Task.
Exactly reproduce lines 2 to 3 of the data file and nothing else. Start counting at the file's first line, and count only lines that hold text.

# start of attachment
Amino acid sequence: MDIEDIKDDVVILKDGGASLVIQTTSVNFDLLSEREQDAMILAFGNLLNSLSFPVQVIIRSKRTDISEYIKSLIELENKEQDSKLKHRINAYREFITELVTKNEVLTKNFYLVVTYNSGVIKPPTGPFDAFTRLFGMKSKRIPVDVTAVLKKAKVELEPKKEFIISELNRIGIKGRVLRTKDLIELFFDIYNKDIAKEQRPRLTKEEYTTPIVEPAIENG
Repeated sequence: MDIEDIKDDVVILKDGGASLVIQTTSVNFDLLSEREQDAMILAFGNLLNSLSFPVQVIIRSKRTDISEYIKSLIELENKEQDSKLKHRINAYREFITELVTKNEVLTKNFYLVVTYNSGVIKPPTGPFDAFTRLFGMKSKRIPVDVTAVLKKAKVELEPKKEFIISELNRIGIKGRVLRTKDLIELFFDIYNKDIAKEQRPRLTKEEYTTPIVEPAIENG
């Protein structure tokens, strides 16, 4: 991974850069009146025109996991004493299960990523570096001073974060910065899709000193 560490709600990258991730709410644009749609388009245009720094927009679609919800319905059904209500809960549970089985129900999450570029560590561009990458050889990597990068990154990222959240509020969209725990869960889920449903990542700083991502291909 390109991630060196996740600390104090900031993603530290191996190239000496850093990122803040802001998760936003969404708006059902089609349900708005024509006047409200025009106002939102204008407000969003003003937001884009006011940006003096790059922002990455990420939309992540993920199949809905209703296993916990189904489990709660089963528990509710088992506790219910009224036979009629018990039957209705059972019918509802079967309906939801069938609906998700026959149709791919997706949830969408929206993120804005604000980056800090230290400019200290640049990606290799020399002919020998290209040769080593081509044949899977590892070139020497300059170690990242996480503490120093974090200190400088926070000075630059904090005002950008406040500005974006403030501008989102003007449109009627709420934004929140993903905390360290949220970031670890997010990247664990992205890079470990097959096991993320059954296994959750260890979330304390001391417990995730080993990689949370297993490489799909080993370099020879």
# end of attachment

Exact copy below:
Repeated sequence: MDIEDIKDDVVILKDGGASLVIQTTSVNFDLLSEREQDAMILAFGNLLNSLSFPVQVIIRSKRTDISEYIKSLIELENKEQDSKLKHRINAYREFITELVTKNEVLTKNFYLVVTYNSGVIKPPTGPFDAFTRLFGMKSKRIPVDVTAVLKKAKVELEPKKEFIISELNRIGIKGRVLRTKDLIELFFDIYNKDIAKEQRPRLTKEEYTTPIVEPAIENG
């Protein structure tokens, strides 16, 4: 991974850069009146025109996991004493299960990523570096001073974060910065899709000193 560490709600990258991730709410644009749609388009245009720094927009679609919800319905059904209500809960549970089985129900999450570029560590561009990458050889990597990068990154990222959240509020969209725990869960889920449903990542700083991502291909 390109991630060196996740600390104090900031993603530290191996190239000496850093990122803040802001998760936003969404708006059902089609349900708005024509006047409200025009106002939102204008407000969003003003937001884009006011940006003096790059922002990455990420939309992540993920199949809905209703296993916990189904489990709660089963528990509710088992506790219910009224036979009629018990039957209705059972019918509802079967309906939801069938609906998700026959149709791919997706949830969408929206993120804005604000980056800090230290400019200290640049990606290799020399002919020998290209040769080593081509044949899977590892070139020497300059170690990242996480503490120093974090200190400088926070000075630059904090005002950008406040500005974006403030501008989102003007449109009627709420934004929140993903905390360290949220970031670890997010990247664990992205890079470990097959096991993320059954296994959750260890979330304390001391417990995730080993990689949370297993490489799909080993370099020879």